Dunnedin Ventures Inc.: New Kimberlite Pipe Discovery at Dunnedin’s Kahuna Project
July 19, 2018 – Vancouver, British Columbia – Dunnedin Ventures Inc. (the “Company” of “Dunnedin”) (TSX-V: DVI) today provided an update on rotary air-blast (‘RAB’) drilling at its 100% owned Kahuna Diamond Project in Nunavut. The Company reports it has discovered a new kimberlite pipe (KH10-11) and drill-tested two additional historic pipes. Diamond recovery tests will begin shortly, and first results are expected in 8-10 weeks.
- New KH10-11 kimberlite pipe discovery, and two historic pipes (KD900 and KD230) re-drilled to review diamond content and potentially expand diamond-bearing phases
- New KH10-11 pipe was drilled to 112 metres and KD900 drilled to 114 metres vertically. The newly discovered pipe KH10-11 remains open at depth
- Indicator minerals were observed in kimberlitic material recovered from two of the three pipes (KH10-11 and KD900), including garnet, picroilemite, and olivine – similar to significantly diamond bearing kimberlite drilled on the property to-date. Most were observed in the newly discovered KH10-11 pipe
- More than three tonnes of kimberlitic material was collected from these three pipes and is available for diamond analysis
- Approximately one tonne of representative kimberlitic material from all three pipes was shipped and prioritised for diamond recovery at CF Mineral Research Ltd. (‘CFM’) in Kelowna, British Columbia
Chris Taylor, CEO of Dunnedin commented, “We are excited to have tested three kimberlite pipes, one of which represents a new discovery and has over 100 metres of continuous kimberlite from surface. We plan to return as soon as possible to determine the size and potential of not only these pipes, but also several additional nearby lookalike targets. The Company has expedited select material from each pipe for diamond recovery. Numerous pipe and dike targets remain untested and these will be drilled as soon as practical, and with new diamond results in-hand to guide us.”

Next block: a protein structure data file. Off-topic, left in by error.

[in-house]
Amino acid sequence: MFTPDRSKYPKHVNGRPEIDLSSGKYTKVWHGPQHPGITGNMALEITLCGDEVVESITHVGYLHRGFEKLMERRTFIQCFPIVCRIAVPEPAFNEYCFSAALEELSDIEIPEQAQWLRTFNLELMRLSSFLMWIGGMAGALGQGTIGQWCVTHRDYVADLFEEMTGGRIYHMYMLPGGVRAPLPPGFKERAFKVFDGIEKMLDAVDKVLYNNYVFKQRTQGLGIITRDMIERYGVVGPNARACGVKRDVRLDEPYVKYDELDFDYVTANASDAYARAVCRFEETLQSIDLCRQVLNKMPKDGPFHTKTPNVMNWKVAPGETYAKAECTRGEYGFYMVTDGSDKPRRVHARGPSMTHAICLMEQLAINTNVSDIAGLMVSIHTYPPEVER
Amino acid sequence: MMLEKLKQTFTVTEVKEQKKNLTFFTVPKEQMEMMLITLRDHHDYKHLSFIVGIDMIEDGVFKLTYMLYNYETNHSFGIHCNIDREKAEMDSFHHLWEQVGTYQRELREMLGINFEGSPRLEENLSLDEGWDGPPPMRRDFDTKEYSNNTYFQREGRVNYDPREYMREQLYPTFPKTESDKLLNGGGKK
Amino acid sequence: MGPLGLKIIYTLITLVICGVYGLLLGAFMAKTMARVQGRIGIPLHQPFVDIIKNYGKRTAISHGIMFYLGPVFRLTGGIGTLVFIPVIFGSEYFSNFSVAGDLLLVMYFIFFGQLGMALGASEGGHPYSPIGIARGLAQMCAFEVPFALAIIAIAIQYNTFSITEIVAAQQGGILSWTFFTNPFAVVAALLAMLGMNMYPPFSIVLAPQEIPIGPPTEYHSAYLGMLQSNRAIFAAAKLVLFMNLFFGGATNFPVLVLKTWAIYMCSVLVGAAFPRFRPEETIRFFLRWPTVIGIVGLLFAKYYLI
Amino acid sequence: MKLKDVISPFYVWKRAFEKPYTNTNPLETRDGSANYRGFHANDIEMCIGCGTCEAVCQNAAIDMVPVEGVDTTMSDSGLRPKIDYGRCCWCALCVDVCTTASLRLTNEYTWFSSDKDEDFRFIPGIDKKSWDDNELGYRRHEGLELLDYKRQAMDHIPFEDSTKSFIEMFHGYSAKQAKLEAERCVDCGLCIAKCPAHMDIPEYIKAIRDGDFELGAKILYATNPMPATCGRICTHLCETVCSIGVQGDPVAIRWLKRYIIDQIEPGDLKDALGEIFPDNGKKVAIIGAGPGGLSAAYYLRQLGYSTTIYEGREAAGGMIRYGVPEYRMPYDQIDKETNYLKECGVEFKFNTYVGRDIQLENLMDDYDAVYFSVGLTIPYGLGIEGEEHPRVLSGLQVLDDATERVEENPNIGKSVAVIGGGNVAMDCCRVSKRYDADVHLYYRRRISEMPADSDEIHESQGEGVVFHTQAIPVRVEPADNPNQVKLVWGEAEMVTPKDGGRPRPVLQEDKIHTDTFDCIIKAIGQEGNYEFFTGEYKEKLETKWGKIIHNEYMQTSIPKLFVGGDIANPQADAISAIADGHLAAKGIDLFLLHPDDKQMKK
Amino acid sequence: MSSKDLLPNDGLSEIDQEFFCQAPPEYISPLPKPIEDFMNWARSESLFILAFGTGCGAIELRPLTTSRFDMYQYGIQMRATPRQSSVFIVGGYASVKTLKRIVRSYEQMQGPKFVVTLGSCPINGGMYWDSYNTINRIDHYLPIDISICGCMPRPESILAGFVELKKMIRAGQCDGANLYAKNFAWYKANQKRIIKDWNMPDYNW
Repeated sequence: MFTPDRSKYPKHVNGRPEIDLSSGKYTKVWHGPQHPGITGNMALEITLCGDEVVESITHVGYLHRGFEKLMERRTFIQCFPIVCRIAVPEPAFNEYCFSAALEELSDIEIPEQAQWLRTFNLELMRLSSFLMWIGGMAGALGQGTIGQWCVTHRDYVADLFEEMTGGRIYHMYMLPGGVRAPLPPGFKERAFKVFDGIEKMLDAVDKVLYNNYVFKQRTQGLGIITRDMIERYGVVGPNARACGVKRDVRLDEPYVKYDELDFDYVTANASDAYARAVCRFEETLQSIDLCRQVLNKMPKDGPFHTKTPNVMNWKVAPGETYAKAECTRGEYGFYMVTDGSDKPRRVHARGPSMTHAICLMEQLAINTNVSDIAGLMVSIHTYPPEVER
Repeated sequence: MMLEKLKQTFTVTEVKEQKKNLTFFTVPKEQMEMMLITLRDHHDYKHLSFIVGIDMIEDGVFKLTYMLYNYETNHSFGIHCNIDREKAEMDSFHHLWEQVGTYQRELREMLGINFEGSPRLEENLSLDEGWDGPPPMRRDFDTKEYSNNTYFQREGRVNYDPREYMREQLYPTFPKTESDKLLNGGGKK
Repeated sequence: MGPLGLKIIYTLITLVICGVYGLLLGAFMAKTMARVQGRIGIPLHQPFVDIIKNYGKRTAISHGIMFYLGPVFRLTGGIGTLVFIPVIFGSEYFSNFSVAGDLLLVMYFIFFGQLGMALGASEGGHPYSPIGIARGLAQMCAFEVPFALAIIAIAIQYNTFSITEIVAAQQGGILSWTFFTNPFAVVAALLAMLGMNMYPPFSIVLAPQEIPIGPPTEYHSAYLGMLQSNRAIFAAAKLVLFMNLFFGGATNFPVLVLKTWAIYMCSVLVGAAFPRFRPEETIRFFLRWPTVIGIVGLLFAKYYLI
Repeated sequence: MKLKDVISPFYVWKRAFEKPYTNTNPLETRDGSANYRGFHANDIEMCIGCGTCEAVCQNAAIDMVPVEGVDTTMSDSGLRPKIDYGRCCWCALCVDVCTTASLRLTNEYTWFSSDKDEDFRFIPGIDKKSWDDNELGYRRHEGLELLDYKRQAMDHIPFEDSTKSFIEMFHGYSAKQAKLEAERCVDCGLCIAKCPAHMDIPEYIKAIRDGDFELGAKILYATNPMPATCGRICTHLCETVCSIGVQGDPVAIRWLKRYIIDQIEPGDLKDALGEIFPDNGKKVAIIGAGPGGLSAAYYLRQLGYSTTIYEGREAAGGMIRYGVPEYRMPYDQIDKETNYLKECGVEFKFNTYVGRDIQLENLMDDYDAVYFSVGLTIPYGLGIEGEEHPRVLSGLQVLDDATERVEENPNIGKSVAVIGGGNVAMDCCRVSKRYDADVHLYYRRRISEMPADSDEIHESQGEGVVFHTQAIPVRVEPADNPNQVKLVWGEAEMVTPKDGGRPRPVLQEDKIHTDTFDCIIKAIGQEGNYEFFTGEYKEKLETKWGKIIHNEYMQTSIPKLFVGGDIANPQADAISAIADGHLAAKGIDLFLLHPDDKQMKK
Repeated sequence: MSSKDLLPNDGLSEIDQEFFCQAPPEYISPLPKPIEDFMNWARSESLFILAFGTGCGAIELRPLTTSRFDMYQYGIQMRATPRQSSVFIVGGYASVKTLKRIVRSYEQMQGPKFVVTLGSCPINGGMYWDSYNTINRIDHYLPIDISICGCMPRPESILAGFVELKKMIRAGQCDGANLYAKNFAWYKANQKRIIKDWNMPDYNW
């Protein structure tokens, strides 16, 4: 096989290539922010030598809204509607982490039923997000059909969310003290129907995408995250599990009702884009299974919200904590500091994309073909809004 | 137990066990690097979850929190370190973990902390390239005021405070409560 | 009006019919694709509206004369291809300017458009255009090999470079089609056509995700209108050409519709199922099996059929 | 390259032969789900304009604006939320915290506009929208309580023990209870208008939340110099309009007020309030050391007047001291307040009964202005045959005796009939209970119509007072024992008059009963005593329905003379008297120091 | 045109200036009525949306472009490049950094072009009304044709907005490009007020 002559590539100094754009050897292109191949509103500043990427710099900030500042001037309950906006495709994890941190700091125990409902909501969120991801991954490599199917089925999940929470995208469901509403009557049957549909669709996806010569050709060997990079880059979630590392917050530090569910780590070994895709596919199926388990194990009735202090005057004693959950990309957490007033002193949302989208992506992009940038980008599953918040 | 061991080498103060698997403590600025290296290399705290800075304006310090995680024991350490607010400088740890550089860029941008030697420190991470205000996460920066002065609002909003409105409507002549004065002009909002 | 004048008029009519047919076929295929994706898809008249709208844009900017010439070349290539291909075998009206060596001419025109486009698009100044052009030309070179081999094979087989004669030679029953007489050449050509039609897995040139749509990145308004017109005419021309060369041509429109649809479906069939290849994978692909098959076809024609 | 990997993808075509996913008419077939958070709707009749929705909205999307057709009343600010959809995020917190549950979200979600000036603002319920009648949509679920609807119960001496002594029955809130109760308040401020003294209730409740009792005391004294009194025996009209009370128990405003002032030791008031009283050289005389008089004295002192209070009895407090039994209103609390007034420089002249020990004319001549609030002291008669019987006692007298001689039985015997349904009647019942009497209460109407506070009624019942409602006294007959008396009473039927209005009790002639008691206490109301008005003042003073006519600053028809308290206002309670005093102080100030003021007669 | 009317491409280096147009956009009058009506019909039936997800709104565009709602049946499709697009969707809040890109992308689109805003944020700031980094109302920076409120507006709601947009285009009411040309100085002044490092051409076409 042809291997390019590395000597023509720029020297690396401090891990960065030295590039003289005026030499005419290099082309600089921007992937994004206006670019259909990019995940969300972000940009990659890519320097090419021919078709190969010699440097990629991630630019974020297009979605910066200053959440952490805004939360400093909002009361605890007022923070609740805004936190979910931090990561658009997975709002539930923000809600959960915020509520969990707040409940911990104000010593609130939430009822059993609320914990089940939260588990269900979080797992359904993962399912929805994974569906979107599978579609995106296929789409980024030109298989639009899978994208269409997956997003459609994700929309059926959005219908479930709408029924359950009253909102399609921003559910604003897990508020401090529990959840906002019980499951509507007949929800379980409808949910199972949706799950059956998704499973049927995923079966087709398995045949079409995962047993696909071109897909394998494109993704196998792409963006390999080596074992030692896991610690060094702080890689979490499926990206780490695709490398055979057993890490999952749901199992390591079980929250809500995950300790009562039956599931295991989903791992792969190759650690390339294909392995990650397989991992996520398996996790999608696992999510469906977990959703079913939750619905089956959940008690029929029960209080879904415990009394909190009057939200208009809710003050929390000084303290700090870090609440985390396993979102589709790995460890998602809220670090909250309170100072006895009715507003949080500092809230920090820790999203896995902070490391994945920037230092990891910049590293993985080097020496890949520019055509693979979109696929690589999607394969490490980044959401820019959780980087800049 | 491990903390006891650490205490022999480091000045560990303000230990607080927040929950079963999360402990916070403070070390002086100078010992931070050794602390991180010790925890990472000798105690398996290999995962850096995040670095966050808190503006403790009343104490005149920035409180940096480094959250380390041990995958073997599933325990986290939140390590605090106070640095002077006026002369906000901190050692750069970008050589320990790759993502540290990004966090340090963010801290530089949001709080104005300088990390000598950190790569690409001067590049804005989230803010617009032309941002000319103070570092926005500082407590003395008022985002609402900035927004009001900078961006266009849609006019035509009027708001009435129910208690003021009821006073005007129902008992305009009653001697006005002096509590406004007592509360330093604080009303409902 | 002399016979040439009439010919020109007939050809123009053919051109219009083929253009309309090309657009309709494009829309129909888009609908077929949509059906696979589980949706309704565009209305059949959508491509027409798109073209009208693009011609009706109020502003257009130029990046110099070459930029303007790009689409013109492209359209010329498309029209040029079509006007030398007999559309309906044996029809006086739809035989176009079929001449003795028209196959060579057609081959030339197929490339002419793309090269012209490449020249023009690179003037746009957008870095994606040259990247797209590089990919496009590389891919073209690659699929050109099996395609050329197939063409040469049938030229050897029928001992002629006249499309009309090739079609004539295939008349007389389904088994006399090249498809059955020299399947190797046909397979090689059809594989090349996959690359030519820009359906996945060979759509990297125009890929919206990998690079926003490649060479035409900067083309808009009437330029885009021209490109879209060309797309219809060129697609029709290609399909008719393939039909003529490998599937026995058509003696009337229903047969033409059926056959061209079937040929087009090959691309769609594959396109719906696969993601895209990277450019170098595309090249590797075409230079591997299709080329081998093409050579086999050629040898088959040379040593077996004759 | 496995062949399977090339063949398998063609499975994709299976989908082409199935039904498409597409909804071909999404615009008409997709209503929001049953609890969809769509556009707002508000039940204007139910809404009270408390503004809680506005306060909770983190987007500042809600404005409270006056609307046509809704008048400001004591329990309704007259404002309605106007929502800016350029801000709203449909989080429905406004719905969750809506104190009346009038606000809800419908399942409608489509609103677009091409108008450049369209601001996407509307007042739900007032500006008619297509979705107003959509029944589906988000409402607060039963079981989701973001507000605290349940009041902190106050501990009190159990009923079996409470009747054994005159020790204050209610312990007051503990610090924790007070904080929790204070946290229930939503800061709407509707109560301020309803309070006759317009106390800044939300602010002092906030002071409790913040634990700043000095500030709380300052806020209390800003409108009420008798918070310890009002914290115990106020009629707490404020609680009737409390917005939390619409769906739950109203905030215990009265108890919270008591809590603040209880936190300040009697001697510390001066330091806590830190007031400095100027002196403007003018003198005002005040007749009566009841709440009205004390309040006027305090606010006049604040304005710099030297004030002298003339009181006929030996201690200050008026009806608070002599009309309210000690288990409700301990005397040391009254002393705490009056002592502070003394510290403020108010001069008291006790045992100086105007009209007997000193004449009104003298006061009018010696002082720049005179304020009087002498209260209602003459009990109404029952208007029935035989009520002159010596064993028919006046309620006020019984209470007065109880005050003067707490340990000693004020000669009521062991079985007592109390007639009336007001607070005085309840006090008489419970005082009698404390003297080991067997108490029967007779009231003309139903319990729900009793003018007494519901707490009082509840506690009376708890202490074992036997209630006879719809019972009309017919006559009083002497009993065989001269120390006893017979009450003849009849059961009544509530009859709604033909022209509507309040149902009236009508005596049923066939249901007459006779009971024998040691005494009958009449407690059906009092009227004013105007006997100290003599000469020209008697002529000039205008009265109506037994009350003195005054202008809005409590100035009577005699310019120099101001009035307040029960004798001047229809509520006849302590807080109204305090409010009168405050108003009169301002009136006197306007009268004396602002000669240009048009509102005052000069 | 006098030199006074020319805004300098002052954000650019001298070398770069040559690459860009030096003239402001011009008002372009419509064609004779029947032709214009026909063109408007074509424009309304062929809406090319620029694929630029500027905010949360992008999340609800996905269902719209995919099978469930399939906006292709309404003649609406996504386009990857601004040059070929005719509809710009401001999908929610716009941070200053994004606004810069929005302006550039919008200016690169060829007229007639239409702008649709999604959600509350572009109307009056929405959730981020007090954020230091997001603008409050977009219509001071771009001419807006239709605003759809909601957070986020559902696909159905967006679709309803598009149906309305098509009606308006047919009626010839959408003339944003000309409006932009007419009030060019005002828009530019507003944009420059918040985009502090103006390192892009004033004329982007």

2018 Summer Program Summary
The 2018 summer RAB drilling program was designed to specifically test kimberlite pipe targets in areas with diamond indicator minerals (“DIMs”) in till. Progress includes:
- 17 targets were successfully drill tested, three of which were kimberlite pipes (see Figure 1)
- A total of 1,081 metres of RAB drilling was completed in 20 holes
- A total of 254.5 metres of kimberlite was intersected, yielding approximately 3.5 tonnes (see Table 1).
800 kilograms of glacial till were also collected from the drill holes near the bedrock interface at each drill site. Selected samples of this sub-surface material will be processed for DIMs to enhance existing till results and to assist with prioritising further kimberlite targets.
Table 1: Kimberlite Intercepts from Dunnedin’s Summer 2018 Drilling
||Description of rock chips
||Kimberlite, hole re-collared
||Kimberlite, 9 metres mixed kimberlite and gneiss
||Kimberlite, hole re-collared
The Company notes that numerous priority targets remain that are associated with high-rank DIMs. Many of these are situated under shallow lakes or deeper glacial sediment and are not amenable to RAB drilling. These will be tested with core drilling as soon as practical when field conditions permit.
New KH10-11 Kimberlite Pipe
Drill holes 18-RAB-31 and 18-RAB-32 intersected kimberlite within metres of surface. Hole 18-RAB-31 was abandoned due to drilling conditions and hole 18-RAB-32 resumed a few metres away. Kimberlite was encountered below 10 metres of overburden and extended to 112 metres vertical depth, where the hole was terminated in kimberlite.